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Inferences are made when a person (or machine) goes beyond available evidence to form a conclusion. A pragmatic inference (also known as an inductive inference) is one which is likely to be true because of the state of the world. Unlike deductive inferences, pragmatic (inductive) inferences do yield conclusions that increase the semantic information over and above that found in the initial premises.
NPicchetti about three years ago.

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"Initial definition retrieved from http://penta.ufrgs.br/edu/telelab/3/inductiv.htm"
NPicchetti (about three years ago)

Term History

REVISION 3

Definition contributed by NPicchetti about three years ago:Inferences are made when a person (or machine) goes beyond available evidence to form a conclusion. A pragmatic inference (also known as an inductive inference) is one which is likely to be true because of the state of the world. Unlike deductive inferences, pragmatic (inductive) inferences do yield conclusions that increase the semantic information over and above that found in the initial premises.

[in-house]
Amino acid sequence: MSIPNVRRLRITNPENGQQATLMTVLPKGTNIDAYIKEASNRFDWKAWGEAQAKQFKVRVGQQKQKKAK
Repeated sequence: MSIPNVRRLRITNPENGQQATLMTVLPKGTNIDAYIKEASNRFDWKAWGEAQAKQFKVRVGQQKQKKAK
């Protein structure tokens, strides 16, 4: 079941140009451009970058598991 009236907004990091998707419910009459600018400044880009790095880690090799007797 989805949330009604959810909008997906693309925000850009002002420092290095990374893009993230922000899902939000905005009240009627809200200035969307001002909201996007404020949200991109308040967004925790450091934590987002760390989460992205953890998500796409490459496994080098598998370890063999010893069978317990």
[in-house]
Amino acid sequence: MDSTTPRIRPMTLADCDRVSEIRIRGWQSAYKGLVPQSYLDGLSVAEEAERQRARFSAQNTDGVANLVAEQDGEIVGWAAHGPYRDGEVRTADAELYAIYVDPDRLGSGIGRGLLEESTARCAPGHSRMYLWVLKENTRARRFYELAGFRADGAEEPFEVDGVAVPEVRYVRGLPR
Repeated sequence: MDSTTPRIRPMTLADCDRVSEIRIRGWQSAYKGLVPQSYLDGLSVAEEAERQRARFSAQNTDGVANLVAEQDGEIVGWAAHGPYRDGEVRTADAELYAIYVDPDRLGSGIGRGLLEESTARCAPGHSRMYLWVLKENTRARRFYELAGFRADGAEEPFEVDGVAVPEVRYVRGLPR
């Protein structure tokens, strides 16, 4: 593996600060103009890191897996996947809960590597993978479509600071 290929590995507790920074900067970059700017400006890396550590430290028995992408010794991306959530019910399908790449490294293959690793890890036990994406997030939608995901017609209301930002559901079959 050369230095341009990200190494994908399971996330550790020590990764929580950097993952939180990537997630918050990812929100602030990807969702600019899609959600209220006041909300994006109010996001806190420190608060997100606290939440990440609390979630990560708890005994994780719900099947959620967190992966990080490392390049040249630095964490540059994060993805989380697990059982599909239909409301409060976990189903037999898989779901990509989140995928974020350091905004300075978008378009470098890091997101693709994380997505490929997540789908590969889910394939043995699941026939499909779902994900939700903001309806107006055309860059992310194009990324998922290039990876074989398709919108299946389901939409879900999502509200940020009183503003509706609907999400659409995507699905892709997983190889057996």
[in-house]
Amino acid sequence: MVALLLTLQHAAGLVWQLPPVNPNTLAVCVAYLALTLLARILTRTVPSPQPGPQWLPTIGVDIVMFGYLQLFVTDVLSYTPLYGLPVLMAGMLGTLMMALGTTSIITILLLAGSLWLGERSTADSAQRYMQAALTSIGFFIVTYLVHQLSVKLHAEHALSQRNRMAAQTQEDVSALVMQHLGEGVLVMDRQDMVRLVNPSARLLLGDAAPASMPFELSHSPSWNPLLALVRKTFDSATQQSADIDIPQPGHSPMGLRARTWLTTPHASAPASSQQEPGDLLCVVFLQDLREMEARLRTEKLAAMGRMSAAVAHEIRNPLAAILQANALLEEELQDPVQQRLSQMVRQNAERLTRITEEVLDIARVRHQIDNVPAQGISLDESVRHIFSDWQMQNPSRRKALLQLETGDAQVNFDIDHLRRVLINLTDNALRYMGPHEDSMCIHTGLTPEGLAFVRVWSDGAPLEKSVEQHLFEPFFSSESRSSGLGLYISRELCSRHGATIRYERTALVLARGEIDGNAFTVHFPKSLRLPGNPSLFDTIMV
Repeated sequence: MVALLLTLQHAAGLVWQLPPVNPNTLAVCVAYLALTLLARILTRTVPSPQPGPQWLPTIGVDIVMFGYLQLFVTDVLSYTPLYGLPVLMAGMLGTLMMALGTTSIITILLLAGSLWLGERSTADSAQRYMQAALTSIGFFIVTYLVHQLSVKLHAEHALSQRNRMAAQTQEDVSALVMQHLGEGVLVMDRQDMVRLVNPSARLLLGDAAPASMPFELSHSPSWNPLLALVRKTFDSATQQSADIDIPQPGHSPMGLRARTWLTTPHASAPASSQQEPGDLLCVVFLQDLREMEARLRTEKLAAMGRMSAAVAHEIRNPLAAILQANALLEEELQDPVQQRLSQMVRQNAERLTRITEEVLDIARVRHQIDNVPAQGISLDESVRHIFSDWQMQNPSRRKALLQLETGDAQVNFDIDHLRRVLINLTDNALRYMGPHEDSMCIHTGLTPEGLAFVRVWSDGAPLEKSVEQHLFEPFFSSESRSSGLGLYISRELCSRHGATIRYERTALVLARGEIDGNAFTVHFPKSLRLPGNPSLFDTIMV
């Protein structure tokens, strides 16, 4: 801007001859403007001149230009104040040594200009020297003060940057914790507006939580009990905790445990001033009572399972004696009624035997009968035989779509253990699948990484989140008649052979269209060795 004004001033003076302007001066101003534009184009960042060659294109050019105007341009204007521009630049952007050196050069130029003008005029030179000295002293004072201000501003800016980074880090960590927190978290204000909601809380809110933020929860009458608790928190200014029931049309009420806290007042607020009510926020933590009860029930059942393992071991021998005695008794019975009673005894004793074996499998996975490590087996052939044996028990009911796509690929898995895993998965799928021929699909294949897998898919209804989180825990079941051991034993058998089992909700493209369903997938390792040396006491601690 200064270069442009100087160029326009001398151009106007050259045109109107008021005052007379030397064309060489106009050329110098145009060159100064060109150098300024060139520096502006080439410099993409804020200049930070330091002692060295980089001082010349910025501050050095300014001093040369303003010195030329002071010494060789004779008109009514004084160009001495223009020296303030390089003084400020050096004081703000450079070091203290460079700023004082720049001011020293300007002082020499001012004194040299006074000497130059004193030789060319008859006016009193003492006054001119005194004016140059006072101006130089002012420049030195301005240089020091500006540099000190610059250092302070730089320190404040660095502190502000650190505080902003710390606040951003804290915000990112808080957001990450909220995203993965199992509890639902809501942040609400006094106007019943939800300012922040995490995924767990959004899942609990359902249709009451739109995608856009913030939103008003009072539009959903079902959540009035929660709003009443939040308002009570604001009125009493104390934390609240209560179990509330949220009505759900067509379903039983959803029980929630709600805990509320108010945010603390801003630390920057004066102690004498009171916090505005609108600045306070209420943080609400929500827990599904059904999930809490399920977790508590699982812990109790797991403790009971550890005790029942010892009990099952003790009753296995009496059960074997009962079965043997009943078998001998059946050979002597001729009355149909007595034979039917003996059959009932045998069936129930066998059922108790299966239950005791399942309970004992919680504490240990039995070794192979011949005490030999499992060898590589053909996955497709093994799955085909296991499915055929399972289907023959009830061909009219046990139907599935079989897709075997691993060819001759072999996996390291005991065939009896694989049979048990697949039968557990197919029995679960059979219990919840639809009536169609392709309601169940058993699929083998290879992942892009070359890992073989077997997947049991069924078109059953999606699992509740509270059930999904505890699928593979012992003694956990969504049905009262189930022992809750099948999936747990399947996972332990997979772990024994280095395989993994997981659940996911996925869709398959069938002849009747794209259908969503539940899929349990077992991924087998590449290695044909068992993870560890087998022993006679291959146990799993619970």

REVISION 2

Definition contributed by NPicchetti about three years ago:Inferences are made when a person (or machine) goes beyond available evidence to form a conclusion. A pragmatic inference (also known as an inductive inference) is one which is likely to be true because of the state of the world. Unlike deductive inferences, pragmatic (inductive) inferences do yield conclusions that increase the semantic information over and above that found in the initial premises. (from Blackwell's Dictionary of Cognitive Science)

REVISION 1

Definition contributed by SAdministrator about five years ago:No definition submitted yet

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